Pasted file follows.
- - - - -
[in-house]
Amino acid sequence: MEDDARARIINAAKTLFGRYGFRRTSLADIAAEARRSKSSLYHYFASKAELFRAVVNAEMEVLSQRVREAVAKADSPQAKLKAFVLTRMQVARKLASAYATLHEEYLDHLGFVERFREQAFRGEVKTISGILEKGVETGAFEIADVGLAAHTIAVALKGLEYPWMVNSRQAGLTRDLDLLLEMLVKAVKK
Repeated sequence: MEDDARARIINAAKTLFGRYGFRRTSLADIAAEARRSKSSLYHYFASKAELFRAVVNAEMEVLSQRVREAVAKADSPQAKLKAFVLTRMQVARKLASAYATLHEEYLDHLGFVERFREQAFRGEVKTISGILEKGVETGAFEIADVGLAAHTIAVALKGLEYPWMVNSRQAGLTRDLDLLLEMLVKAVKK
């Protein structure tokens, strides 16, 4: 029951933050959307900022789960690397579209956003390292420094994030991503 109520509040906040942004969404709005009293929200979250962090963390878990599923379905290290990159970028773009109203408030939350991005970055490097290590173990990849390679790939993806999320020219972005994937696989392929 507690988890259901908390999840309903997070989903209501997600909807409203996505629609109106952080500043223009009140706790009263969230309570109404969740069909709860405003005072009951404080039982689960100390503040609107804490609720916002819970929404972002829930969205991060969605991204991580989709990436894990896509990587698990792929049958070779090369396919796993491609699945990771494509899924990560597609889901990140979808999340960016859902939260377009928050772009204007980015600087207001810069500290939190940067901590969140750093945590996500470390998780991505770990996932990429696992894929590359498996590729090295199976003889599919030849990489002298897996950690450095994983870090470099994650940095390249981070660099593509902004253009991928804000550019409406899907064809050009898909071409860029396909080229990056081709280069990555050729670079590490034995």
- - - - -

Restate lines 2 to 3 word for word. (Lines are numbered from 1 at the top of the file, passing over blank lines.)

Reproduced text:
Amino acid sequence: MEDDARARIINAAKTLFGRYGFRRTSLADIAAEARRSKSSLYHYFASKAELFRAVVNAEMEVLSQRVREAVAKADSPQAKLKAFVLTRMQVARKLASAYATLHEEYLDHLGFVERFREQAFRGEVKTISGILEKGVETGAFEIADVGLAAHTIAVALKGLEYPWMVNSRQAGLTRDLDLLLEMLVKAVKK
Repeated sequence: MEDDARARIINAAKTLFGRYGFRRTSLADIAAEARRSKSSLYHYFASKAELFRAVVNAEMEVLSQRVREAVAKADSPQAKLKAFVLTRMQVARKLASAYATLHEEYLDHLGFVERFREQAFRGEVKTISGILEKGVETGAFEIADVGLAAHTIAVALKGLEYPWMVNSRQAGLTRDLDLLLEMLVKAVKK